Sharpening our Slack game

I am a big fan of Slack (if not some of their recent PR choices) and it has been an integral part of the way I have worked for several years now. At ONS my team was co-located and were generally great communicators but Slack was still vital to how we operated.

Since joining Defra it has become even more important in my working life as I now operate in a geographically dispersed team with people based in London, Leeds, Manchester, Chesterfield and Bristol. People also have different working patterns and we all have projects that are in different corners of the country as well (I have upcoming trips to Reading, Minehead, Newcastle and Carlisle for instance.) So Slack has become our ‘war room’ and ‘water cooler’.

As the team has been growing though I’ve been wondering about whether we are making the best use of it we can and given we are a team consisting of some pretty experienced agile practitioners whether we are iterating our ways of working in this space enough.

So I read a bunch of blogposts — especially from Slack themselves and 18F, then asked a few questions on Twitter and then boiled it down to 11 ‘rules of engagement’ for us to try out as a team. These are just the tip of the iceberg and I have no idea if they will work but we’ll try them out and see what happens. Really interested in other approaches — especially for medium sized (20ish people), geographically dispersed teams.

Team rules of engagement for Slack

  1. Create an #announcements channel — admin only for core team news not discussion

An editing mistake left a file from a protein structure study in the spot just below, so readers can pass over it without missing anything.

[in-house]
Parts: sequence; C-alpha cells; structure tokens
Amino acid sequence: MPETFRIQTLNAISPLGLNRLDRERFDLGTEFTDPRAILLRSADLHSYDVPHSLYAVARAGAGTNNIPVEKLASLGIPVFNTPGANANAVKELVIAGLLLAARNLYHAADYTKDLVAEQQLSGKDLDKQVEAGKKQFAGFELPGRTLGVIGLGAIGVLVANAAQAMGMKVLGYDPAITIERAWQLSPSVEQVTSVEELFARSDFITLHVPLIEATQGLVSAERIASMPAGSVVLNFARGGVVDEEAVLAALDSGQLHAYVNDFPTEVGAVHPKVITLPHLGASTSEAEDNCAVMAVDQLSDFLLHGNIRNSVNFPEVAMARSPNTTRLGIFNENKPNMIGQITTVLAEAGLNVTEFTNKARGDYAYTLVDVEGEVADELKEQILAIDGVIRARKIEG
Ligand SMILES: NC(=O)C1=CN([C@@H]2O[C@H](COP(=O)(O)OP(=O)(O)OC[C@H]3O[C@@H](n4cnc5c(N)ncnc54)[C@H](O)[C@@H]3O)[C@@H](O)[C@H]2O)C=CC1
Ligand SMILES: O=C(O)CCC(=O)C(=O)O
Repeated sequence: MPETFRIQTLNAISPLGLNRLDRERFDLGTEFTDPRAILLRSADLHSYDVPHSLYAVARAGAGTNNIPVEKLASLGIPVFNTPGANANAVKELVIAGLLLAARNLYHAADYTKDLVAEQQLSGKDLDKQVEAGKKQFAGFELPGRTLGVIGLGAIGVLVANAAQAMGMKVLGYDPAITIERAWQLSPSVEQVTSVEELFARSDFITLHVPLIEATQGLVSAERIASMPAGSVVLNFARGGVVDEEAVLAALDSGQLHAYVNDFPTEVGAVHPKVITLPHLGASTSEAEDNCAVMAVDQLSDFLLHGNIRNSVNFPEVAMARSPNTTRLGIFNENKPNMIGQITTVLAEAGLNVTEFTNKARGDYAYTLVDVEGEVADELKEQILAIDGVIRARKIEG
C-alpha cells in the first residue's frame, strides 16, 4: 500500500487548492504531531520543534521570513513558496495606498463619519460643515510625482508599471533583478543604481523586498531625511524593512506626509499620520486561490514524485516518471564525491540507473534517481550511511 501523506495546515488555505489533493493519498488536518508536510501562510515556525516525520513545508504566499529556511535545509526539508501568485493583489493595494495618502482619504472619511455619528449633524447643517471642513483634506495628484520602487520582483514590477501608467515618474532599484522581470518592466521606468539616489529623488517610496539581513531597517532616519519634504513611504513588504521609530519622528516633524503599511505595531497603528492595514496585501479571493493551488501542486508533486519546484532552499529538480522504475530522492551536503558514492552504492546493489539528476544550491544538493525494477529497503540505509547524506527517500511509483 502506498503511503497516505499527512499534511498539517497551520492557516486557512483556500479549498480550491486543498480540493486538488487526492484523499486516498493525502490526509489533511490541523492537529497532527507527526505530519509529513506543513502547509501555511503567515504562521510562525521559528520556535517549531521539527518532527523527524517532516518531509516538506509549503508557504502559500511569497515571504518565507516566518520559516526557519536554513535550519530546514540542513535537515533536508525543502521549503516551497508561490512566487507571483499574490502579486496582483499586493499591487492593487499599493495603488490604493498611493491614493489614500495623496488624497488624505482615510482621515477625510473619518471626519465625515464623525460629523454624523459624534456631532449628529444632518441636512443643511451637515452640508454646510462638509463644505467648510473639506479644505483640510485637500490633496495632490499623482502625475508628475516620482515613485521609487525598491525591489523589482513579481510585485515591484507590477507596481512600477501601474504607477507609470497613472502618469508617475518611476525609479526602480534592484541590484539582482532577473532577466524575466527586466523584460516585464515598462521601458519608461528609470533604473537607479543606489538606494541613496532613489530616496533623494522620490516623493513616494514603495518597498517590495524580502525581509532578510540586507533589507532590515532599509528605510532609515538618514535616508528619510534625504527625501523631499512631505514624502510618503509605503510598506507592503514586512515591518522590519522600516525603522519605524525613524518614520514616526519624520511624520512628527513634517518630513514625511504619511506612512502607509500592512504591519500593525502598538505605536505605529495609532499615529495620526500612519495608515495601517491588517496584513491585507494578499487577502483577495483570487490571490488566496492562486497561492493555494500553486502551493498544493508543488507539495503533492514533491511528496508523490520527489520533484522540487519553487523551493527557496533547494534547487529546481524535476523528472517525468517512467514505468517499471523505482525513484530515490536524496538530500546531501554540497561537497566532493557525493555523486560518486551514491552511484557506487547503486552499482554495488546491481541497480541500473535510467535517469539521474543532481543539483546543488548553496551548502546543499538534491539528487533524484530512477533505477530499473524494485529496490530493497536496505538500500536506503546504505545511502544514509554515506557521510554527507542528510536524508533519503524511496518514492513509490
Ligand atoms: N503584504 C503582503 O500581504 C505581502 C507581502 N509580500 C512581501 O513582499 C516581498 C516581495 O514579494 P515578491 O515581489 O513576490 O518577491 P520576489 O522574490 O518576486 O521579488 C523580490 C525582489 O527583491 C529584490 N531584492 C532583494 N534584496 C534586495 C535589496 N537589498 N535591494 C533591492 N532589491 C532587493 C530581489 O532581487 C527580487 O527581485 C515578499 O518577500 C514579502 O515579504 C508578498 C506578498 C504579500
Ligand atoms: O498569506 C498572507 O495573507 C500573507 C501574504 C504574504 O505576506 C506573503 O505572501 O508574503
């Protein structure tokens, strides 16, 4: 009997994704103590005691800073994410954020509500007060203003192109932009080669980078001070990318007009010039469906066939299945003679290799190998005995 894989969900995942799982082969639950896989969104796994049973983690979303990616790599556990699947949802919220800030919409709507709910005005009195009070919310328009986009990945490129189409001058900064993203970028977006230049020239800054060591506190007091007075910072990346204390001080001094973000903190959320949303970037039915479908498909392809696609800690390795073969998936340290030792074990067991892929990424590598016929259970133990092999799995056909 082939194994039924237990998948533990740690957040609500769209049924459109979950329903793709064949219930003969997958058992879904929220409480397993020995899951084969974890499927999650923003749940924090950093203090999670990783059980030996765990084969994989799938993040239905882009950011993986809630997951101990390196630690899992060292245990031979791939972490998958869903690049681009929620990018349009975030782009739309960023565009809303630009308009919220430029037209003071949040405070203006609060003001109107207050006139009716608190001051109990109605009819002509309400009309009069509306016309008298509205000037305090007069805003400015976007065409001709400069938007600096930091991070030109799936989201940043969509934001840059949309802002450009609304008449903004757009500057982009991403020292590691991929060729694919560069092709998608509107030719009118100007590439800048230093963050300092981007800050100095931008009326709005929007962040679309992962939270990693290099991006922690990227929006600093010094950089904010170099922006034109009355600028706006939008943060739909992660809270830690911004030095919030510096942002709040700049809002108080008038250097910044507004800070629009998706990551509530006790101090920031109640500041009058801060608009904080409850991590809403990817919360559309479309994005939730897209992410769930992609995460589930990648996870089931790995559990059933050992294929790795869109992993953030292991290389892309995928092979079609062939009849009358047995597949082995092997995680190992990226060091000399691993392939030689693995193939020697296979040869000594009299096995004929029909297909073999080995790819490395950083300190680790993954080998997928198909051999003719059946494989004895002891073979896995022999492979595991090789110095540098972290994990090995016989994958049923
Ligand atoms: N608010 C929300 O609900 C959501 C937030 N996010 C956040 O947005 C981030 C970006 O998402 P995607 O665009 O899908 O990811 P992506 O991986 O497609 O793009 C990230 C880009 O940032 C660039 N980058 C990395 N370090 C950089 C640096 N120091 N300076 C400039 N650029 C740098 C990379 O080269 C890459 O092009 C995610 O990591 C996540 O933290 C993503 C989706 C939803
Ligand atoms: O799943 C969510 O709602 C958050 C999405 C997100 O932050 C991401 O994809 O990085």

2. Create a #whereabouts channel (linked to Google Calendar) for greater visibility (considering adding first part of post code to username to clarify where people are based.)
  3. Be patient — where possible if you can see someone “ typing” wait before adding your comment to prevent muddled conversations and crossed wires (this is easier said than done I know!)
  4. When commenting on a document use the ‘add comment’ option to keep all comments together rather than normal chat (or comment on document if it is Google Docs.)
  5. For #weeknotes add a weekly image in channel and comment on that* to keep the week notes together — wider discussion can happen as usual
  6. Use appropriate #channels not #general for everything
  7. Refrain from using @channel @everyone @here alerts unless urgent
  8. Use emoji-reactions to confirm you agree with something if asked (green tick)
  9. Channel just for links to latest versions of team documents
  10. Use more of Slacks automated features — set up reminders, train Slackbot (have set up weeknote and stand-up reminders for team)
  11. Consider using custom-emoji as labels/tags to track topics of conversations
  • I can’t remember where I nicked this idea from but if you read this I thank you — great idea!

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